Four Jaguars and a Puma Meet Fatal End on Cancun to Tulum Roadway
Five felines, including four jaguars and one puma, have been tragically hit by vehicles on the federal highway 307 between Cancun and Tulum this year. This alarming situation highlights the crucial need for wildlife crossings.
Mario Buil, the president of the Jaguar Surveillance, Protection, and Conservation Committee in the Solidaridad municipality, shared this information and raised awareness about the severity of the issue.
“This is a recurring problem because there are no wildlife crossings. As hotels and residential areas have been constructed, animals have started to roam, including jaguars in pursuit of their prey. The highest number of accidents occurs between Cancun and Tulum. This year has been particularly grave, with four jaguars and one puma being hit,” expressed the environmentalist during an interview.
He recalled the most widely publicized incident involving a pregnant jaguar near the Nickelodeon Hotel. The jaguar attempted to cross the road to reach her cub on the other side but tragically got run over.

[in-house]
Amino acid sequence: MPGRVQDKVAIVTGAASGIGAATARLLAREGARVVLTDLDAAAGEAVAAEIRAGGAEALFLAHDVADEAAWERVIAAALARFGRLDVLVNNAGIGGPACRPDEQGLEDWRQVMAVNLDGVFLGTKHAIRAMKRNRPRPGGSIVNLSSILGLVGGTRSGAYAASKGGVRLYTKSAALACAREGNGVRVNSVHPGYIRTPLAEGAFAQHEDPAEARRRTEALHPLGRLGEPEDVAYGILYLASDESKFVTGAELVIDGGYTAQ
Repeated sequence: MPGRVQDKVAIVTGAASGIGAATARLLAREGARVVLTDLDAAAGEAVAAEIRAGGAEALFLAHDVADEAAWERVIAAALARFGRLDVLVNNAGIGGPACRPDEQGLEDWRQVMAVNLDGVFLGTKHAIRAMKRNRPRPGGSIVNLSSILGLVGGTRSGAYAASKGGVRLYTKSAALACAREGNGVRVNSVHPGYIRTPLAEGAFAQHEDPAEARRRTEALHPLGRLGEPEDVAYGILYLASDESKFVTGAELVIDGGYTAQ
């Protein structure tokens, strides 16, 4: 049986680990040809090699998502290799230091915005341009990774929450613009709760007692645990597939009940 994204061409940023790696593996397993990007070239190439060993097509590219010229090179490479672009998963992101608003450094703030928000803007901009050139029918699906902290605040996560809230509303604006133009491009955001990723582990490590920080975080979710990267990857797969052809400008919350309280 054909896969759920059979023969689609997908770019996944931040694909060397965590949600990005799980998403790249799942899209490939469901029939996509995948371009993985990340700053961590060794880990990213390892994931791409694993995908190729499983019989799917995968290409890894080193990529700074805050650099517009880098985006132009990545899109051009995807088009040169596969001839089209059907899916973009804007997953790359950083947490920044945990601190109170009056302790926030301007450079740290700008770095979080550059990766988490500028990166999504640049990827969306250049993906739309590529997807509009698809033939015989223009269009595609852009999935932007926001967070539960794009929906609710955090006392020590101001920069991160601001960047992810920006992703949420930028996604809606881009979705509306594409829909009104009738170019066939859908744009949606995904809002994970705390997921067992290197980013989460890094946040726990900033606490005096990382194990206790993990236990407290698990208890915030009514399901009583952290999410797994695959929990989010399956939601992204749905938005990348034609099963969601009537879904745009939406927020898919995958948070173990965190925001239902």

The environmentalist explained that he is part of a group that addresses and resolves conflicts between jaguars and humans.
“We work as a team, and it’s not just me. We have a technical group of specialists. Within this group, I coordinate conflict resolution because we face various types of conflicts involving jaguars, such as human-jaguar conflicts, which include road accidents, conflicts with livestock, conflicts with pets when jaguars prey on residential pets, conflicts with residential developments, and conflicts with hotels when jaguars occasionally enter the premises. We address all these conflicts collectively,” he emphasized.
Numerous conflicts between jaguars and humans, totaling 28, have been documented so far in 2023.
Regarding the fate of these jaguars, Mario Buil clarified that not all of them perish. They undertake mitigation efforts and strive to educate people that jaguars do not attack humans under any circumstances.
“Jaguars fear us and flee unless we attempt to harm them or pose a threat,” he explained.
Finally, concerning the jaguar population throughout Mexico, the specialist highlighted an increase from 4,000 to 4,800 individuals, representing a 20% growth.
He reiterated the urgent need for wildlife crossings, raising awareness among drivers to exercise caution and installing clear signage indicating speed limits and the presence of displaced wildlife.